Linking rotational grazing with greenhouse gas dynamics in grassland soils March 17th 11 am PST By: Dr. Edward Bork and Dr. Bharat Shrestha, University of Alberta Presentation Summary and Speaker
Linking rotational grazing with greenhouse gas dynamics in grassland soils
March 17th 11 am PST
By: Dr. Edward Bork and Dr. Bharat Shrestha, University of Alberta
Cattle grazing in western Canada uses a wide range of management practices, yet the specific impact of these practices on soil greenhouse gas fluxes (GHGs) remains unclear. Adaptive, multi-paddock (AMP) grazing utilizes high densities of cattle during short grazing periods, and lengthy rest periods to balance forage use with plant recovery, and is thought to improve ecosystem health, including the sequestration of soil organic carbon and reduction in agricultural GHGs. Here we review early results from a comparative study examining grazing practices and associated GHG fluxes on grassland soils. First, we review survey data characterizing the grazing lands and management practices taking place on our study ranches, which demonstrated marked differences between AMP and neighboring-to-AMP (n-AMP) lands. AMP grazed grasslands were characterized by the use of more complex forage mixtures
(in seeded lands), larger land bases, and the use of many small pastures to facilitate rapid movement of cattle and ensure a long recovery period during summer. However, stocking rates remained similar between AMP and n-AMP ranches. Additionally, n-AMP ranches were characterized by wide variation in ‘management intensity’, consistent with the diversity in cattle management found
industry-wide. Next, we report on GHG flux data from soil removed from grasslands of 11 ranch pairs in AB and incubated in the laboratory to evaluate their sensitivity to changes in soil moisture and temperature. GHG data were further interpreted usingsoil enzyme activity and structural equation modelling. Results indicated that while N2O emissions were independent of grazing system,
CH4 uptake was 1.5 times greater in grassland soils subject to AMP grazing. Fluxes of CO2 also responded to grazing treatment, with AMP grazing leading to lower fluxes (release to the atmosphere) of CO2 at high soil temperatures (25oC), though the opposite occurred at low temperatures (5oC). Importantly, microbial biomass was shown to be important in indirectly regulating fluxes of CO2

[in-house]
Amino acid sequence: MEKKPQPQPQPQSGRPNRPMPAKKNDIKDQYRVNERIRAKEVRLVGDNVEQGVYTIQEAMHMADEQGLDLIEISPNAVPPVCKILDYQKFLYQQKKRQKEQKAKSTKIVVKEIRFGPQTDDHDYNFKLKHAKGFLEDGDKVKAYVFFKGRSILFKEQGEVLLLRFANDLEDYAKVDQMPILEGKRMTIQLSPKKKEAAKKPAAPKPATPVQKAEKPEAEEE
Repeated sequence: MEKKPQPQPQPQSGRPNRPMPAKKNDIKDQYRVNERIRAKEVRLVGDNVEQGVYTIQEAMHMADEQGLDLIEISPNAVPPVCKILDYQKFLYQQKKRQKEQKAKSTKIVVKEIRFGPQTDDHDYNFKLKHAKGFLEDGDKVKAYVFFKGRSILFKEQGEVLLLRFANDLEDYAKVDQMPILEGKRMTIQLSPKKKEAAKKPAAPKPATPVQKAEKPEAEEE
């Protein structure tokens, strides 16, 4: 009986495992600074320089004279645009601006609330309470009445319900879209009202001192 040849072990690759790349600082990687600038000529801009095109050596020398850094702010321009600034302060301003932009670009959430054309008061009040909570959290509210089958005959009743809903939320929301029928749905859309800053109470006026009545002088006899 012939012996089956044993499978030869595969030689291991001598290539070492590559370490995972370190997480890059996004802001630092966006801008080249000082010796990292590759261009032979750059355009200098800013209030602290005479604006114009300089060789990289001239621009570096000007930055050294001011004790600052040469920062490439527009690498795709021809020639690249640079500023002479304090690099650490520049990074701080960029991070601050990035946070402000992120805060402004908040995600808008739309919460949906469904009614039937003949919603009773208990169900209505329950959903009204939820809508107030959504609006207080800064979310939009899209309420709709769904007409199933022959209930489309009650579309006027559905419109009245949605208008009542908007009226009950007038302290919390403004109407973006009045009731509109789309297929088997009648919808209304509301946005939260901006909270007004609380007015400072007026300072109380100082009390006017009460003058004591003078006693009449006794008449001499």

and CH4. These results suggest that, by altering soil microbial properties, AMP grazing may be reducing select GHGs, particularly in soils subject to high soil temperatures. Future reports will document GHG responses in the field, and specifically link individual grazing practices to observed GHG fluxes.
Dr. Edward Bork
Dr. Bork is currently the Mattheis Chair in Rangeland Ecology & Management, and serves as the Director of the Rangeland Research Institute at the University of Alberta. He has been teaching and conducting range research for more than 20 years on a wide variety of basic and applied topics, including integrated weed control in pasture, grazing systems, fire ecology, forage agronomy, landscape production dynamics, and agroforestry. Most recently he has been leading and co-leading investigations examining the important role of grasslands and cattle grazing in providing alternative environmental goods and services such as carbon storage, greenhouse gas reduction and biodiversity retention. He and his students have given numerous technology transfer talks over the last few decades. Dr. Bork maintains close ties with the agriculture industry, in which he and his family continue to reside on and operate a mixed (grain & beef) operation northeast of Edmonton, Alberta.
Dr. Bharat Shrestha
Dr. Shrestha is originally from Nepal, where he grew up in a farming family where they practice integrated farming system that include annual crops, perennials and livestock. He came to Canada in 2008 after receiving his PhD in Soil Science from Norway. He has a track record of researches on soil carbon and greenhouse gas dynamics in different land use systems. Recently (2017 – 2019), he worked as a research associate at the University of Alberta in a project that evaluated the effects of adaptive multi-paddock grazing on soil carbon and greenhouse gas dynamics in Prairie grasslands. He and his team are active in knowledge sharing to producers and scientific communities through presentations at farmers’ field days, conferences and scientific publication. Dr. Shrestha is currently working as a Biology Study Lead – Soil Health and Fertility Development at Agriculture and Agri-Food Canada’s Beaverlodge Research Farm. He is developing applied research projects to enhance soil health and fertility in the Peace region in the context of climate change. Dr. Shrestha works closely with producers through applied research associations in the region and agricultural industries. He also collaborates with academic institutions, provincial government agencies and other stakeholders.
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